I think that many writers have a dream that when they hit a certain point in their career, the mantle of Best Sellerdom will fall on their shoulders like some gorgeous PETA-approved fur cloak, and everyone who gazes upon them will know that they are in the presence of an author.

Or at least they'll be polite.

Yesterday afternoon, I stopped into a big bookstore in downtown D.C. to sign copies of LITTLE EARTHQUAKES.

The store was crowded. The staff was frazzled. I found a big stack of books behind the Information desk, but nobody to introduce myself to. No problem, I thought, whipping out my Sharpie and starting to sign.

About halfway through the stack, I noticed a woman staring shyly at me, and the books. I gave her a friendly, encouraging smile. She smiled back and opened her mouth, thinking that maybe she'd say that she liked GOOD IN BED, or even ask to have a copy of the new one.

"Hey," she began.

"Hi!" I said cheerfully.

She cleared her throat. "Um, can I have a token for the bathroom?"

Oof.

"Sorry," I said, "I don't work here."

"Oh," she said, shrugging visibly and drifting away.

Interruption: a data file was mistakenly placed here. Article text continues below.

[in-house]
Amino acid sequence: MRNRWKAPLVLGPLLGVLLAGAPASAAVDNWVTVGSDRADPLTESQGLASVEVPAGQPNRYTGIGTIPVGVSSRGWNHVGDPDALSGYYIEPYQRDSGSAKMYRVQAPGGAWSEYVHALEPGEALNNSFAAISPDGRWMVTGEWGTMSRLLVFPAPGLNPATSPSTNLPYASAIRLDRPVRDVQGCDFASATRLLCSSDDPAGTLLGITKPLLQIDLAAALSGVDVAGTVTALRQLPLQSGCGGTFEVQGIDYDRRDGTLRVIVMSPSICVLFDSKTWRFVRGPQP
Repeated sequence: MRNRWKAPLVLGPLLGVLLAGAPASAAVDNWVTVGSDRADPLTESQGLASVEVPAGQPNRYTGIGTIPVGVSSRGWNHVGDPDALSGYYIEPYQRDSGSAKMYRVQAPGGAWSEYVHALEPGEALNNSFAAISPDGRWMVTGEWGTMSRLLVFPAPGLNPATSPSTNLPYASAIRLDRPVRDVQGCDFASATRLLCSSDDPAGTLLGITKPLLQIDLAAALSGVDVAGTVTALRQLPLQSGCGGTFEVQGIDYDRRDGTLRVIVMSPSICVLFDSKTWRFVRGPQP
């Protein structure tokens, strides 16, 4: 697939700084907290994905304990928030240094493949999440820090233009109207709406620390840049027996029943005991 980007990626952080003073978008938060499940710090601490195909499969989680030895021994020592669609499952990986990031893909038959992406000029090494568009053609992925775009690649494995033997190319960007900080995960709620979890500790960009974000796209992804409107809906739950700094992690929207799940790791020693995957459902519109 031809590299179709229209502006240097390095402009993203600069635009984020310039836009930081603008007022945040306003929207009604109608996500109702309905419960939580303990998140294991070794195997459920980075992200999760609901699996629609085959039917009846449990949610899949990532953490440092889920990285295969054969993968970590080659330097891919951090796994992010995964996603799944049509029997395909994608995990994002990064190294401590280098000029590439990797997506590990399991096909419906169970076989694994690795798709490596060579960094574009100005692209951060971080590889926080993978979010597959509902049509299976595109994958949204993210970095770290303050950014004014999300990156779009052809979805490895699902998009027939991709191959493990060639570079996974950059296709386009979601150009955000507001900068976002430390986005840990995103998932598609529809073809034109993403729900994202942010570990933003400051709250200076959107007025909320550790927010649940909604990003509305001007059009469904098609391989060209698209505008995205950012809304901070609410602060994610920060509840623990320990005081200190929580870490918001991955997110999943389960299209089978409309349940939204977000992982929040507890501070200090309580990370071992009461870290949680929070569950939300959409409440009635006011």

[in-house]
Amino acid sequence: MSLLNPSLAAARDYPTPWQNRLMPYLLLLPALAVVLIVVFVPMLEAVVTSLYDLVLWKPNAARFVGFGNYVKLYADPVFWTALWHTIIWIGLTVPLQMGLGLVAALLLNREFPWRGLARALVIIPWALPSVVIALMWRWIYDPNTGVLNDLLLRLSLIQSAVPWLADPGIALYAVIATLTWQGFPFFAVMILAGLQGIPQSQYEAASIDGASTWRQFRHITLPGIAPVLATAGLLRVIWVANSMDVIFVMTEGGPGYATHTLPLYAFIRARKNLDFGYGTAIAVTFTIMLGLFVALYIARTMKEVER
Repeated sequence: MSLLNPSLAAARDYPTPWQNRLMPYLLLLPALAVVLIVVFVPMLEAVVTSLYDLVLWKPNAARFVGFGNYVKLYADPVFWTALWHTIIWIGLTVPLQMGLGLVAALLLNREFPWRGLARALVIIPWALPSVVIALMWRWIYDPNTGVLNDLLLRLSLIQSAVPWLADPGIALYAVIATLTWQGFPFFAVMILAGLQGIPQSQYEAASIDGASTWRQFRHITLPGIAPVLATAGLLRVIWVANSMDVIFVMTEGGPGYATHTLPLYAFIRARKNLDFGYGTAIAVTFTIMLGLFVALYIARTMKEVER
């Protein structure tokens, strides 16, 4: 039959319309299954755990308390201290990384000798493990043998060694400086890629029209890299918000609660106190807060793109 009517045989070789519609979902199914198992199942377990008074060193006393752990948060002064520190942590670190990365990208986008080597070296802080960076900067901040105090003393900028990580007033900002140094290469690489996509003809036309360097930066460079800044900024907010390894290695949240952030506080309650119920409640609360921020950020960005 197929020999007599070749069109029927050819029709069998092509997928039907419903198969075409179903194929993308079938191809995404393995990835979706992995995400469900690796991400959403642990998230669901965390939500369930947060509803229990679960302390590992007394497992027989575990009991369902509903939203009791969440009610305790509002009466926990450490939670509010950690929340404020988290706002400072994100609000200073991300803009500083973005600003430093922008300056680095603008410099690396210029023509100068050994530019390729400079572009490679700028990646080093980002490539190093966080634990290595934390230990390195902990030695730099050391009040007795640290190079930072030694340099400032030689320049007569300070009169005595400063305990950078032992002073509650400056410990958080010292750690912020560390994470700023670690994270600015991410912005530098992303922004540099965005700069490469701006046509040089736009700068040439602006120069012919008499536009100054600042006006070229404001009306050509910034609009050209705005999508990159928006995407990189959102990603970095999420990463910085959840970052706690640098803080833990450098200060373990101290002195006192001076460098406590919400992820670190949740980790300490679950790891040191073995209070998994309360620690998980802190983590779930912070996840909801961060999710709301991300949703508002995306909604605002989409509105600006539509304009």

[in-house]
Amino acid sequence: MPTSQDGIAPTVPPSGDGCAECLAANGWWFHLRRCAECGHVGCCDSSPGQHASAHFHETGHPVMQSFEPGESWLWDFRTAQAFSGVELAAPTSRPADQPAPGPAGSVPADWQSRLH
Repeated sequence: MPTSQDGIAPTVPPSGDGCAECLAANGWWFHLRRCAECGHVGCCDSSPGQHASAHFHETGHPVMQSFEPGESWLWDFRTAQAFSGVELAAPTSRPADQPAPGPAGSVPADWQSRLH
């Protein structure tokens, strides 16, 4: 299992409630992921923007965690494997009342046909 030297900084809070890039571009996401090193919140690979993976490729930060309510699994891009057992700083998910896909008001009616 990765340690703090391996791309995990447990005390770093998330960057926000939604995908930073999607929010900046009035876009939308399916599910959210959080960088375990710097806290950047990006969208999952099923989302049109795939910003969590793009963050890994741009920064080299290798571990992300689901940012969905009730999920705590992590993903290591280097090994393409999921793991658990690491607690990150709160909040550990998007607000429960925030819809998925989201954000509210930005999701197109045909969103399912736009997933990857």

The second time it happened I started laughing. By the third time, I rooted around the desk until I found the tokens, and started handing them out. Because that's just the kind of full-service author I am!

Anyhow. The Associated Press takes notice of writers who blog, quotes me extensively, fails to mention new book. So much for weblogs as the great promotional tool of the future, huh?

I had two thoughts reading the article (three, if you count the "Gee, would it have killed them to mention LITTLE EARTHQUAKES?")

One is that I hope I didn't sound too calculating or mercenary, because I really do see this blog as much more than a big buy-my-books overshare.

It's a way for me to continue practicing a form of journalism, the way I did when I worked at newspapers. It's a way to keep in touch with you, the readers.

And, in a point I wish I'd managed to make better, it's a way to demystify the whole process of getting published, and what it's like to be a working author, with a baby, and laundry, and a life that doesn't always hew to the outlines of Happily Ever After.

There may come a time when I end this endeavor. I just finished (and was utterly devastated and blown away by) Stephen King's last book in the Dark Tower series. In the afterword, he says something about not wanting to hear from angry, disappointed readers, and how he feels his family's privacy is compromised enough already. "My books are my way of knowing you," he writes. "Let them be your way of knowing me."

If I ever get to the point where I feel like there's too much of my life, or my family's life out there, I'll pull the plug. But until then, tune in for more stories about new babies, reality TV, book tours and books I'm loving now.

And tokens for the bathroom, of course.

Thought number two: I guess Jonathan Galassi's comments about there being too many words out there already means I'm never going to be published by the smarty-pantses at Farrar Straus & Giroux.

Sigh.

Jen